Why hasn’t Rahsaan Patterson blown all the way up? Why is he the
treasurer in that club of criminally slept-on soul singers — president: Rachelle
Ferrell; vice president: Ledisi; secretary: Donnie; international representative:
Lewis Taylor — who struggle so far beneath the radar of pop visibility that
the machine barely even registers their presence?

Having already dropped two critically acclaimed cult-item CDs
(his eponymous 1997 debut, which featured the radio hit “Where You Are,”
and 1999’s Love in Stereo), he’s more than proved his chops as singer,
songwriter, producer and live performer. The usual reasons for neglect apply,
of course, including the sharpest thorn: inept handling by the major label that
was once the L.A.-based artist’s professional home; the new After Hours
was released stateside on the Artistry Music label (in which Patterson is a
co-owner) in the wake of European and Japanese versions earlier this year. But
there’s also a diminished audience for genuinely soulful soul music. Many contemporary
R&B heads have been Pavloved to drool at that artless entity known as the
R&B thug while completely sidestepping the real deal.

That last kink might be the root of the problem. Rah, as he’s
called by fans, cites Chaka Khan as his major influence, which shows (often
to his detriment, but ever less so) in the way he bends notes, in a lot of his
enunciation and in the abandon with which he gives himself to the music. And
his lyrics illuminate love songs about loss, vulnerability, longing and pain,
sung in an expansive voice that embodies all those elements. His joy is unfettered,
uncloaked. That kind of naked emotionalism renders almost any male in American
culture suspect, but especially if he’s of the Negro persuasion, and most especially
if the emotion is not exaggeratedly countered with macho or thug signifiers.

Heavy on midtempo tunes and ballads, After Hours is anything
but a treatise on machismo. It finds its greatest strength in the way it encompasses
many expressive tones and atmospheric colors without ever being forced or unfocused,
sliding from gently introspective to hip-swiveling sexy, from seductive funk
to airy memory poem, without ever losing its footing. A highlight is “The
Best,” a tender kiss-off to an undeserving lover co-written by the underrated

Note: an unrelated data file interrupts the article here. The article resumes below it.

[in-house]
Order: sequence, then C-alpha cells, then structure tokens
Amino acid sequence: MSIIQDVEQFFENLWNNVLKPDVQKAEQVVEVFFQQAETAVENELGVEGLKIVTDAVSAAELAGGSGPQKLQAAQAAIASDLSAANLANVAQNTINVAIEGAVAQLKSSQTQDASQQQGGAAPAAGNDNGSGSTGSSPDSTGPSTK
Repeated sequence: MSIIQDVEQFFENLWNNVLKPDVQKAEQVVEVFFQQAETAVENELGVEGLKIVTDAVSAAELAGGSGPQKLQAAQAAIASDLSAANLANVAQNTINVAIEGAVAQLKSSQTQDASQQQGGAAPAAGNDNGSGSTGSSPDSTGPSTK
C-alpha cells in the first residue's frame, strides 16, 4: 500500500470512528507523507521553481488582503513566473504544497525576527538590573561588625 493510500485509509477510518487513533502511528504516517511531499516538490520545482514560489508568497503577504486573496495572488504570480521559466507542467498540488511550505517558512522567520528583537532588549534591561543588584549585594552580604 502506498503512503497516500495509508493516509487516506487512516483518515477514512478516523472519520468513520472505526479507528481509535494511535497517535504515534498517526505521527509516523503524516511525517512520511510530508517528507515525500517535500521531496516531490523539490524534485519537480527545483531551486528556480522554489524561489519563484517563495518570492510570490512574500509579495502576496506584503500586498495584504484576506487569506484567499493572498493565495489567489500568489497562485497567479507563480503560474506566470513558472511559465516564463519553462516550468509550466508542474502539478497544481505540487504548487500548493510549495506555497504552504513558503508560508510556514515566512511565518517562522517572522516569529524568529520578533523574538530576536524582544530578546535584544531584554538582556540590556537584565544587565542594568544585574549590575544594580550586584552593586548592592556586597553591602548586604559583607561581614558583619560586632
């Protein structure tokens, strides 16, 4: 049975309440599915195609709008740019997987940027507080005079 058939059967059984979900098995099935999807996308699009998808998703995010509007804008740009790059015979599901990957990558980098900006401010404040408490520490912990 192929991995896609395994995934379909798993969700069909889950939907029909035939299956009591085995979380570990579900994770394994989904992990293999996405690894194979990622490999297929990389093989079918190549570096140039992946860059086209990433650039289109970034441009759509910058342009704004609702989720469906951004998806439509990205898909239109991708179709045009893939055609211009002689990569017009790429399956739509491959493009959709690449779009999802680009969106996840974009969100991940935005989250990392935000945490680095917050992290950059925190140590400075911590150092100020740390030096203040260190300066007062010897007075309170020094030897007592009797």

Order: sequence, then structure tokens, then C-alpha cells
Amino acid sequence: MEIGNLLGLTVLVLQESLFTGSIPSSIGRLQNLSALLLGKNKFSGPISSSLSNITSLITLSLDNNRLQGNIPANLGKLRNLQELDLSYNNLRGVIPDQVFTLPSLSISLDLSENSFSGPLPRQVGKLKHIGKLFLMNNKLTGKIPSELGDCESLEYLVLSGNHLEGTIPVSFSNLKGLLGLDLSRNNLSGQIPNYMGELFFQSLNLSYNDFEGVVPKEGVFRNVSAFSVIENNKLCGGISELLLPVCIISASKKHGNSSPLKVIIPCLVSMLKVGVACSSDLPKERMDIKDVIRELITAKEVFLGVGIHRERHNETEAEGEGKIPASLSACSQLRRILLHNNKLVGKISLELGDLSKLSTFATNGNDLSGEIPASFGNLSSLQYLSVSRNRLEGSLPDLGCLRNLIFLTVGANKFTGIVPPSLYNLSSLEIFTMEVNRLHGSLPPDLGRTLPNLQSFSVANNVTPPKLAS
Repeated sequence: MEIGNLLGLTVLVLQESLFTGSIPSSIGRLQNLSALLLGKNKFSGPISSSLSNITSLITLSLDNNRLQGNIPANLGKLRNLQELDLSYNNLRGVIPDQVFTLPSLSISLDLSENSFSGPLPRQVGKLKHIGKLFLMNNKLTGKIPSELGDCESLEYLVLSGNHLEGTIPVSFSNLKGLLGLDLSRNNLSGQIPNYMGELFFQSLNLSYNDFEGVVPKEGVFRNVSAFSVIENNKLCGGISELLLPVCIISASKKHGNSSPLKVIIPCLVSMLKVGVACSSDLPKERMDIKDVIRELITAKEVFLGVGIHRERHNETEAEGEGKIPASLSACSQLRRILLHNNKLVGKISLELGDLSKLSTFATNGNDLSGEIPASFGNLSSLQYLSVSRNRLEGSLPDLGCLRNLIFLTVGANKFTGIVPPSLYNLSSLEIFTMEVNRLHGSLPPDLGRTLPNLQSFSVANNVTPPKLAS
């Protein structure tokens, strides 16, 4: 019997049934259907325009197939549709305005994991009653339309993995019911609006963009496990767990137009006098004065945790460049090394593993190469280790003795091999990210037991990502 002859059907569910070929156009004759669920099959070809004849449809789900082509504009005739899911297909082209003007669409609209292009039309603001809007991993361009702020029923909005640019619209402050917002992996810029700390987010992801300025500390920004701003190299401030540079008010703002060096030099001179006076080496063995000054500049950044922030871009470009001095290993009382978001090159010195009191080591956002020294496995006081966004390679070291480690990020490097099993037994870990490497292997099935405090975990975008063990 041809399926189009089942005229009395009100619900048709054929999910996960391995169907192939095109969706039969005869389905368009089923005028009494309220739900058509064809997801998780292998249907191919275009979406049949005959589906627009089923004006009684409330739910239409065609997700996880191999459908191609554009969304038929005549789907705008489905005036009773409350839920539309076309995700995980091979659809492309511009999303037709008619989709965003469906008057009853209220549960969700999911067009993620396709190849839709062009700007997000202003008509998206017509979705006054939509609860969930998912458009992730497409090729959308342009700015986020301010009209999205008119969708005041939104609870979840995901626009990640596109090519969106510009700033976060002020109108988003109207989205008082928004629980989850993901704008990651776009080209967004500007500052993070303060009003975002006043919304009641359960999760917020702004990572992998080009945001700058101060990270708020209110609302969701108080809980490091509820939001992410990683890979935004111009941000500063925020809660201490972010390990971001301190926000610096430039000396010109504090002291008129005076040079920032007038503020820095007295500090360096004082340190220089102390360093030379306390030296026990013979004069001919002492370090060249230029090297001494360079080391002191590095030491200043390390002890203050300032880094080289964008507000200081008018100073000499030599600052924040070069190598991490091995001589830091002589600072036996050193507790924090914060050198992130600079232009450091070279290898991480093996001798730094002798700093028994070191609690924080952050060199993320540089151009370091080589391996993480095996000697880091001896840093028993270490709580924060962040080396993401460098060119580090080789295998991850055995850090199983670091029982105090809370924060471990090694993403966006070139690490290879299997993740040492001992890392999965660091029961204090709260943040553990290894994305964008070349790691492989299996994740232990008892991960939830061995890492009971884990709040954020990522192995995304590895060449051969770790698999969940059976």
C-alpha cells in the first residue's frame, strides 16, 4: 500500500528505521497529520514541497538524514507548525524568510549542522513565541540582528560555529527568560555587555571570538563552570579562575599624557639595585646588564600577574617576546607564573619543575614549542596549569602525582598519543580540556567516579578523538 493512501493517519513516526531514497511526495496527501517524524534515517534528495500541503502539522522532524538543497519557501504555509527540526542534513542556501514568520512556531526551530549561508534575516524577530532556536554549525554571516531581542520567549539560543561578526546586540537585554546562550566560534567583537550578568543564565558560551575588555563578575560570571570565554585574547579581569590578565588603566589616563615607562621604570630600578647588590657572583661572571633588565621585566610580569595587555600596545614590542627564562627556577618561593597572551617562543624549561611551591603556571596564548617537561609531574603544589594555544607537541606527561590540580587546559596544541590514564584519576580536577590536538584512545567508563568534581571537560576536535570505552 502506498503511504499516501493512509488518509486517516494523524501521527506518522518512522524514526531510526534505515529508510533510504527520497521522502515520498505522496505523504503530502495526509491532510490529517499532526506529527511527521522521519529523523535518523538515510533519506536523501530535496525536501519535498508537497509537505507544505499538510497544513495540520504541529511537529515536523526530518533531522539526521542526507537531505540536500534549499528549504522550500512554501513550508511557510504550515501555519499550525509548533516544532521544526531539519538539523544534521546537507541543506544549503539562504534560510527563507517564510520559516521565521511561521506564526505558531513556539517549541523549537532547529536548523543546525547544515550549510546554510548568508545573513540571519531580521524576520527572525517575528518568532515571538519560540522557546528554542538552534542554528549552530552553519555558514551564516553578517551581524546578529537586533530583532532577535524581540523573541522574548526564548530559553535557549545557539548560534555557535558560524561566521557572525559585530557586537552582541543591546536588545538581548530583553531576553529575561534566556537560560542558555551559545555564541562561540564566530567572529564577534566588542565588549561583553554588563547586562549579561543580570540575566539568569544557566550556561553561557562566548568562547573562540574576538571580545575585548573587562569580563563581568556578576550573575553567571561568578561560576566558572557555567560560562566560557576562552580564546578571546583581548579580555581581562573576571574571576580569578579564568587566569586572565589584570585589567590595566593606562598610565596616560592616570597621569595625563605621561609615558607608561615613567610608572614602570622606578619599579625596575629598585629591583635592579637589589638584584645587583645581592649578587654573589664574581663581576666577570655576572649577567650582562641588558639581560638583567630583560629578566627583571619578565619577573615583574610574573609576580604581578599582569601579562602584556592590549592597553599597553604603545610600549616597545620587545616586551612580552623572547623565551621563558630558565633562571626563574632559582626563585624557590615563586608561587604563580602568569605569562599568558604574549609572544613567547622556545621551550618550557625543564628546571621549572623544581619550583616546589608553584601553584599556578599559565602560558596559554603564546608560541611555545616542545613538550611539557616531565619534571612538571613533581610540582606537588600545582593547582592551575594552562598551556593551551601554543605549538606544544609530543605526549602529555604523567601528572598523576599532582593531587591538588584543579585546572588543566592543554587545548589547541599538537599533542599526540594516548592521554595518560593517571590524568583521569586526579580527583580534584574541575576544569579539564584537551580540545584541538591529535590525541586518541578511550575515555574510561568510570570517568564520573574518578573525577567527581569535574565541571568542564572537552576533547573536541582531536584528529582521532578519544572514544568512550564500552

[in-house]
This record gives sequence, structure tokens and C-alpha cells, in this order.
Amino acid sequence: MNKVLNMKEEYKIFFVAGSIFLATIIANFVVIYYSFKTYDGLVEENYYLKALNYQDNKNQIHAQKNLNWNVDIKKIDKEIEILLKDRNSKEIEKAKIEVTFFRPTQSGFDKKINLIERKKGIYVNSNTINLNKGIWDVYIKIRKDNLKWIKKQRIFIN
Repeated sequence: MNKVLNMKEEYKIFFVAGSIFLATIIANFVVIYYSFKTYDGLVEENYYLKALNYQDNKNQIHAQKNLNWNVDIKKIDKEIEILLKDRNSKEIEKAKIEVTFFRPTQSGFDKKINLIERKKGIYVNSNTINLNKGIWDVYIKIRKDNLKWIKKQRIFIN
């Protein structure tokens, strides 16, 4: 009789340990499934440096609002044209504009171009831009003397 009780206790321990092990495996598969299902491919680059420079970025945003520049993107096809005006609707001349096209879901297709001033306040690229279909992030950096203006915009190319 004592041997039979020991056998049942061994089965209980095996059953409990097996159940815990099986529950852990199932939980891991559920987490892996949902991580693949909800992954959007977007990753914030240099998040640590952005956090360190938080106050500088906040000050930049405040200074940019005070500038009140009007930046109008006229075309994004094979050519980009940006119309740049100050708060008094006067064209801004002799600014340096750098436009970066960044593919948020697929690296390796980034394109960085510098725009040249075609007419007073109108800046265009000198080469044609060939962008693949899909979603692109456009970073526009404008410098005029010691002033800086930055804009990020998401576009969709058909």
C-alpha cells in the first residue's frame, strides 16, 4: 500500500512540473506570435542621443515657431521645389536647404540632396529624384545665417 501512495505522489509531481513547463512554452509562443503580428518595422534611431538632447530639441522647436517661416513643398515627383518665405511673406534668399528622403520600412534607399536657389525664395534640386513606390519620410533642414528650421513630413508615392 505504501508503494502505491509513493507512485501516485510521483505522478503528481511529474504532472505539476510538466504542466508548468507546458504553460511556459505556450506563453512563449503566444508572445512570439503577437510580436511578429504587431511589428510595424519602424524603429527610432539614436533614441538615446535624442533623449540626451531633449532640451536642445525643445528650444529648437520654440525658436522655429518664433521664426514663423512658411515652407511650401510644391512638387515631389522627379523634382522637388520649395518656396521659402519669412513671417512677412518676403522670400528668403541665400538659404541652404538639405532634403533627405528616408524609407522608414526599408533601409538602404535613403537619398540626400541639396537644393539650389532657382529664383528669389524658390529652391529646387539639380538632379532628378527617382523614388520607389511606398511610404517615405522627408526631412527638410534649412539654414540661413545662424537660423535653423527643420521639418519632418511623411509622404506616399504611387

Van Hunt; the delicacy of the situation is captured in a sensitive vocal by
Patterson and a complementary woodwinds-and-piano framework. Hunt also co-wrote,
co-produced and played all the instruments on three other songs, and the blending
of his flavor with Patterson’s provides some of the album’s strongest moments.
He pushes Rah to set aside the Chaka-isms, and the results are stellar — Patterson
sports a sexy Prince-like falsetto on “Burnin’” (whose reworking of
an old Ohio Players hook is beyond smooth), and he’s vaguely reminiscent of
vintage Stevie Wonder on “The Best.”

Though rooted in classic R&B, Hours never suffers
from the self-consciousness that afflicts so many of Patterson’s peers who mine
similar terrain. The singer is finally refining his signature style, using his
heroes as a jumping-off point and not a blueprint. Check out the way he rides
the thick, funkily arranged backing vocals on the catchy sing-along “I
Always Find Myself,” or on “So Hot,” the album’s call to the
dance floor — a throwback to late-’70s and early-’80s club R&B (think Atlantic
Starr) sans vintage-chic affectation, where the interplay between Rah and his
backup crew is gleefully sexy, accented with horns, a jittery guitar, and a
call & response that’s pure church. Speaking of the backup crew, in addition
to Van Hunt, please welcome Jamey Jaz, Derrick Walker, Devel McKenzie, the legendary
Steve “Silk” Hurley, and shoulda-been-a-contenda singer Trina Broussard,
among many others. Some are longtime collaborators, others are new to the fold.
But they work so cohesively that the effect is one of seasoned pros vibing,
pushing one another to do their best.

This isn’t groundbreaking, genre-reshaping work; it’s just a collection
of melodious, well-written songs. Sexy, sad, playful, reflective. Excellent.

RAHSAAN PATTERSON | After Hours | (Artistry Music)

LA Weekly